And the percentage of non-atheists does not matter to me. I believe that a government should not endorse religion in any way, it's not the state's concern. And I'm not talking about religious displays in public. There's nothing wrong with that. I'm talking about promoting religion with government. That's a bad mix.

Sebastien447
11-08-2004, 03:15 AM
I guess that I look at the phrase "In God We Trust".....or "Under God" as something that goes in one ear and out the other for most people. I don't see that as enforcing a religion.


I don't either. I see it as promoting religion.

Sebastien447
11-11-2004, 09:21 AM
I wonder what the ratio is to believers vs atheists in this country? That would make a difference to me.


You asked for it ... you got it ...

90% of adults believe in God
84% believe in the survival of the soul after death
84% believe in miracles
82% believe in heaven
69% believe in hell, and 68% believe in the devil
77% believe in the virgin birth
51% believe in ghosts
31% believe in astrology
27% believe in reincarnation

http://www.harrisinteractive.com/harris_poll/index.asp?PID=359

Kirkus
11-12-2004, 11:23 AM
I don't either. I see it as promoting religion.


As an athiestnostic (I made that up so Sebers won't argue about what I am. :D -- oop oop oop). I just don't see what the big deal is. What if I'm wrong and there is a God? I certainly hope He's watching out for us.

Doll_Face
11-12-2004, 02:15 PM
As an athiestnostic (I made that up so Sebers won't argue about what I am. :D -- oop oop oop). I just don't see what the big deal is. What if I'm wrong and there is a God? I certainly hope He's watching out for us.


I truly believe OUR LORD is alive and watching out for ALL of us!

There is no substitute for FAITH

But, why is this in the politics section? Something is screwey and the Doll knows it! (shhhh, Bush)

Sebastien447
11-13-2004, 12:34 AM
What if I'm wrong and there is a God?

Allright you atheistnostic, how bout we do a little wagering ... * la Pascal's bet that is ...

If you wager that there is a God and you're right, you win the afterlife along with all of the riches that such a belief promises. If you're wrong you lose nothing.

But if you bet that there isn't a God and you're right you win nothing. If you're wrong you lose everything.

Nothing like a mathmetician trying to find faith eh?

Kirkus
11-15-2004, 02:31 AM
Either Kirkus or Seb or both said that they believe in treating people as they want to be treated. I just wonder what is the motivation to not take advantage of people if you don't believe in God. Suppose you could steal and get away with it....would you do that?
Your premise is equating ethics and morality with a belief in God. I don't need a faith in a higher power to be ethical or moral. Just as a belief in a higher power doesn't automatically guarantee it. The child molestation scandal in the Catholic Church is a perfect example.

Sebastien447
11-15-2004, 05:01 AM
ditto ... organized religion, as an "opiate of the masses (Marx)," can serve to keep people in line. But it doesn't always succeed. Why is that?

Kirkus
11-15-2004, 01:31 PM
God's word does teach ethics and morality. Organized religion is a completely separate thing....invented by man. Organized religion can be good or not good. However, that is not God's fault.

Not everyone who believes in God is necessarily a good person....but anyone who strives to follow the way God teaches us to live would be rather good. He/she would care about others and think that all acts count even those not seen by anyone.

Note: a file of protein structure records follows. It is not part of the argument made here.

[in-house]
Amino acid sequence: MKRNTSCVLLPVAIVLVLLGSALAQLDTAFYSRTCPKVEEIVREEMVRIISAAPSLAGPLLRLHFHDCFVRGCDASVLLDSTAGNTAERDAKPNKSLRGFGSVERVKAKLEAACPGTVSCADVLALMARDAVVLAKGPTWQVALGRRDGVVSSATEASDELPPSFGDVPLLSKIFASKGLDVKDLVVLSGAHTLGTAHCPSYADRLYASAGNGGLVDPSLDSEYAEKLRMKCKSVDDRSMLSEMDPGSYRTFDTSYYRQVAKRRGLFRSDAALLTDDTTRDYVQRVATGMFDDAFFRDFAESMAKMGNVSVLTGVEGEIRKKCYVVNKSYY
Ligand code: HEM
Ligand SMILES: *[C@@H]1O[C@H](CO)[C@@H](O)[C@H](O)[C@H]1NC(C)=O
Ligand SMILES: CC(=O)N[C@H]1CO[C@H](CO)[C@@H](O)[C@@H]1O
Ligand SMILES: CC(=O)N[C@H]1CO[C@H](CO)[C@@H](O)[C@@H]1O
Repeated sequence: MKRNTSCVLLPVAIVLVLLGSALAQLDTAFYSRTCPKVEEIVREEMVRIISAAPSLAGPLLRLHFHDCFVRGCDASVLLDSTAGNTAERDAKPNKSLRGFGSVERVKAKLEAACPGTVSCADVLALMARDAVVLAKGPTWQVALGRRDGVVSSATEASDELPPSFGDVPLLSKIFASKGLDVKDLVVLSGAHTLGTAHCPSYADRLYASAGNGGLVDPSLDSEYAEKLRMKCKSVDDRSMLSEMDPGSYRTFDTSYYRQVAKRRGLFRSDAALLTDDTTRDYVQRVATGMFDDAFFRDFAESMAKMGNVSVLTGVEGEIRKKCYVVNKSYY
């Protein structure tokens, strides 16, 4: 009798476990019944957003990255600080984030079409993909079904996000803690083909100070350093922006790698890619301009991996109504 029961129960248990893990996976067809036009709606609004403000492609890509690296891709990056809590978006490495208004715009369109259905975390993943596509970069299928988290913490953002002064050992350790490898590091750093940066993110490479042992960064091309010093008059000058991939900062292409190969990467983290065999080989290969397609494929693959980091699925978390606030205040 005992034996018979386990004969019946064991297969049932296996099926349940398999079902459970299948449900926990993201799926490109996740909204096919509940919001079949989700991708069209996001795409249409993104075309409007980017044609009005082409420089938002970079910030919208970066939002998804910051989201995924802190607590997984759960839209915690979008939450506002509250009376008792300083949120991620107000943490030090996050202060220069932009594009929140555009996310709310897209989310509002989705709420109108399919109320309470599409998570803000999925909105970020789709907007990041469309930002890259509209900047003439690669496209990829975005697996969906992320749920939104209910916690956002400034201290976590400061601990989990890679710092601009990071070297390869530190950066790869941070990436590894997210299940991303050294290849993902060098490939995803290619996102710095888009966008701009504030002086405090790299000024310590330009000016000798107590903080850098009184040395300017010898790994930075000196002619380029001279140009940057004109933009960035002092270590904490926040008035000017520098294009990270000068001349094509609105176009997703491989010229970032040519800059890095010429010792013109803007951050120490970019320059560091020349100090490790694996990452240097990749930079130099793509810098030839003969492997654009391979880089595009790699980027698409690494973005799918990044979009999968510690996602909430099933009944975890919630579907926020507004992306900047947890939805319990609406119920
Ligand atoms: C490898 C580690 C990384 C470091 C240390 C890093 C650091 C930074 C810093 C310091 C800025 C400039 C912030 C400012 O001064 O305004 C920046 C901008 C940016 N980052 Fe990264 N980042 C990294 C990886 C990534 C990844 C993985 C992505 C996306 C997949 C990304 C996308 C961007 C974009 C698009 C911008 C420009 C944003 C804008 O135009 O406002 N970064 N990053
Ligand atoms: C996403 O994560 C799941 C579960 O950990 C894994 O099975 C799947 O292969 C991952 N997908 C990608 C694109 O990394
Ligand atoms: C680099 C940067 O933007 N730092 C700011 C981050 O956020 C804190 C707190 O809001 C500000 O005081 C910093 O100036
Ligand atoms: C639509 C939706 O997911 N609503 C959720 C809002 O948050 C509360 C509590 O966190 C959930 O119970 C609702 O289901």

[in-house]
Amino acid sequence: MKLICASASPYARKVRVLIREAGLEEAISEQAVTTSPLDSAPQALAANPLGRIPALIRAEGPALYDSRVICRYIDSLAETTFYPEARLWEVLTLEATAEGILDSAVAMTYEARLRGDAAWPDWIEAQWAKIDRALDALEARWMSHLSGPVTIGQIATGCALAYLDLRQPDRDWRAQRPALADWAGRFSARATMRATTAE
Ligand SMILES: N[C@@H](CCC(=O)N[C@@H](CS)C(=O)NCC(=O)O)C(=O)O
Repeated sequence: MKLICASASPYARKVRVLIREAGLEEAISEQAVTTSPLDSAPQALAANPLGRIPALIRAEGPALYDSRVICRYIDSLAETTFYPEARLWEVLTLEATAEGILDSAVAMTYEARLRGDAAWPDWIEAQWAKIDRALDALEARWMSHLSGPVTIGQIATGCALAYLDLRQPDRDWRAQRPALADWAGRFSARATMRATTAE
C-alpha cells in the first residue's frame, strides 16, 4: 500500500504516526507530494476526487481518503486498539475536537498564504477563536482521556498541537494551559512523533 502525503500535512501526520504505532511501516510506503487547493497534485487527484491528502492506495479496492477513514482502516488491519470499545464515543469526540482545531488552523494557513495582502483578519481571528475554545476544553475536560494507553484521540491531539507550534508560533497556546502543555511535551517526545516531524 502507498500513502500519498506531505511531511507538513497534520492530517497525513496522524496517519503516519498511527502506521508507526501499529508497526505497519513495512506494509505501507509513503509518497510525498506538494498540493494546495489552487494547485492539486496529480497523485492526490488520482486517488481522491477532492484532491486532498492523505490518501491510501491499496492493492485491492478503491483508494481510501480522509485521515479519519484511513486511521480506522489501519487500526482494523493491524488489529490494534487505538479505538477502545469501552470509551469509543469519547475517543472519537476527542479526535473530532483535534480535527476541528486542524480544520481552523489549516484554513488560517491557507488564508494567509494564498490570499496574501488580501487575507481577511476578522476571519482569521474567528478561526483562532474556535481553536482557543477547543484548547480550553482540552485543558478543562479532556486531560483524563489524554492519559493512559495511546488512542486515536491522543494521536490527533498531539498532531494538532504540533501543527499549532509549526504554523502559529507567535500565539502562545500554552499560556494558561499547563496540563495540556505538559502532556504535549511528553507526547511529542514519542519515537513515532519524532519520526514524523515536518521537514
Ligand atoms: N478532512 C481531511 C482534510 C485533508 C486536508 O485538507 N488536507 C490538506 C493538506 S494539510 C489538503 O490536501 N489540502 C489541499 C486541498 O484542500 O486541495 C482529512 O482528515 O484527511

It's an interesting turn that this thread has taken... thought provoking.

When reading your story about Francis Shuerder made me think of another example... Saddam Hussein's 2 sons. The stories of their depravity are legend; pure evil. Another case where the question arises -- what makes someone moral or immoral?

Obviously, most western religions promote "good will" and moral behavior. But does the lack of a religious belief promote "ill will" and immoral behavior? Off course not.

Why am I a moral and ethical person? The best response I can come up with is... because it's the right thing to do.

Upbringing must play some part in it, but how big a part? i think of the many parents who have raised their children to be good people only to have them grow up as thieves or murderers. So ones upbringing is not the entire answer. Nor is a belief in a "higher power" or a "hereafter".

I don't know the answer. Perhaps this is one of those questions that man will never been able to answer.

Sebastien447
11-16-2004, 07:10 AM
I've had this discussion with a very good friend of mine on a number of occasions. I came up with a scenario, altogether unlikely, yet necessary to shed light upon the core of human behavior. Here goes:

A ship wrecks on a deserted isle. All persons are killed, except for a small baby who somehow manages to survive. The ship provides shelter and enough food and water for the child to live for many lifetimes. The child was so small at the time of the shipwreck that he knows nothing of other humans, other than the humanoid bones on the ship. The child wonders about these bones but can remember nothing of the crash or before.

One day, years later, the child see's a rabbit. Will his natural propensity be to bash the rabbit with a rock, or will he peacefully coexist with the animal, even try to befriend the creature?


I believe that the child will befriend the rabbit. He has no reason to kill the rabbit, other than from pure maliciousness. But the child knows nothing of such cruelty. The child has not been subject to society. He understands nothing about sin and virtue. He is human, though he knows nothing of humanity.